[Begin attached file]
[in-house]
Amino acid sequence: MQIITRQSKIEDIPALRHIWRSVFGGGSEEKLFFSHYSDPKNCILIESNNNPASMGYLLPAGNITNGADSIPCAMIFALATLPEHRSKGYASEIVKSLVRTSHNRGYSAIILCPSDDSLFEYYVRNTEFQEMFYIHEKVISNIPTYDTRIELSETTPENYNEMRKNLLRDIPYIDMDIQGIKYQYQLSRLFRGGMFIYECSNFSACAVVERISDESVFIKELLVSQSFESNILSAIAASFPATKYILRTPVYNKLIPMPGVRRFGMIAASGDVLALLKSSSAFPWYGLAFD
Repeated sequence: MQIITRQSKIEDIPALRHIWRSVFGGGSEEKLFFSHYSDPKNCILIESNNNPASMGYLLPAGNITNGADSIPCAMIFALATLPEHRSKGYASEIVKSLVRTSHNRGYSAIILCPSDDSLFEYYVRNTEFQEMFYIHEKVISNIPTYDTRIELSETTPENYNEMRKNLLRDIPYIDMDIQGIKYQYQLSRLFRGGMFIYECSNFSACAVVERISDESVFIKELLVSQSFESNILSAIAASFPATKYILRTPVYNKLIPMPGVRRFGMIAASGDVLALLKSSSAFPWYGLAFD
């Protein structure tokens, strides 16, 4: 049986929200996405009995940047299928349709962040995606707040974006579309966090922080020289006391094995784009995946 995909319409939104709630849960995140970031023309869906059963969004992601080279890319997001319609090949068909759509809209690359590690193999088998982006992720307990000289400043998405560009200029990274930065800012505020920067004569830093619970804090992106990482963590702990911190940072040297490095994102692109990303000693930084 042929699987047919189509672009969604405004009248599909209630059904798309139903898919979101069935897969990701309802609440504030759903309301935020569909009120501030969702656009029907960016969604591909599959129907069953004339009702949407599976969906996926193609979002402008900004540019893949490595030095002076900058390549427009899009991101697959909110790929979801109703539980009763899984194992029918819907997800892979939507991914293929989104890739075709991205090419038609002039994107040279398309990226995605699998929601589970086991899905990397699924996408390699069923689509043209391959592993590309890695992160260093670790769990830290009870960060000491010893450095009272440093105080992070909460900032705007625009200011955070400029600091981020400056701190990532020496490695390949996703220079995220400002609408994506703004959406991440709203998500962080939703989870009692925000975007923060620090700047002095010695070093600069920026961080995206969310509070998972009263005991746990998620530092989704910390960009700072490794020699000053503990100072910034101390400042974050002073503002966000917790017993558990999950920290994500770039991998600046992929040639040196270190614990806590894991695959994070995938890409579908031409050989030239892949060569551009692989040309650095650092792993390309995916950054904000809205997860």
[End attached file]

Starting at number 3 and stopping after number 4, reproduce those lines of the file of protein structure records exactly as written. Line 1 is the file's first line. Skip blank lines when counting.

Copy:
Repeated sequence: MQIITRQSKIEDIPALRHIWRSVFGGGSEEKLFFSHYSDPKNCILIESNNNPASMGYLLPAGNITNGADSIPCAMIFALATLPEHRSKGYASEIVKSLVRTSHNRGYSAIILCPSDDSLFEYYVRNTEFQEMFYIHEKVISNIPTYDTRIELSETTPENYNEMRKNLLRDIPYIDMDIQGIKYQYQLSRLFRGGMFIYECSNFSACAVVERISDESVFIKELLVSQSFESNILSAIAASFPATKYILRTPVYNKLIPMPGVRRFGMIAASGDVLALLKSSSAFPWYGLAFD
């Protein structure tokens, strides 16, 4: 049986929200996405009995940047299928349709962040995606707040974006579309966090922080020289006391094995784009995946 995909319409939104709630849960995140970031023309869906059963969004992601080279890319997001319609090949068909759509809209690359590690193999088998982006992720307990000289400043998405560009200029990274930065800012505020920067004569830093619970804090992106990482963590702990911190940072040297490095994102692109990303000693930084 042929699987047919189509672009969604405004009248599909209630059904798309139903898919979101069935897969990701309802609440504030759903309301935020569909009120501030969702656009029907960016969604591909599959129907069953004339009702949407599976969906996926193609979002402008900004540019893949490595030095002076900058390549427009899009991101697959909110790929979801109703539980009763899984194992029918819907997800892979939507991914293929989104890739075709991205090419038609002039994107040279398309990226995605699998929601589970086991899905990397699924996408390699069923689509043209391959592993590309890695992160260093670790769990830290009870960060000491010893450095009272440093105080992070909460900032705007625009200011955070400029600091981020400056701190990532020496490695390949996703220079995220400002609408994506703004959406991440709203998500962080939703989870009692925000975007923060620090700047002095010695070093600069920026961080995206969310509070998972009263005991746990998620530092989704910390960009700072490794020699000053503990100072910034101390400042974050002073503002966000917790017993558990999950920290994500770039991998600046992929040639040196270190614990806590894991695959994070995938890409579908031409050989030239892949060569551009692989040309650095650092792993390309995916950054904000809205997860």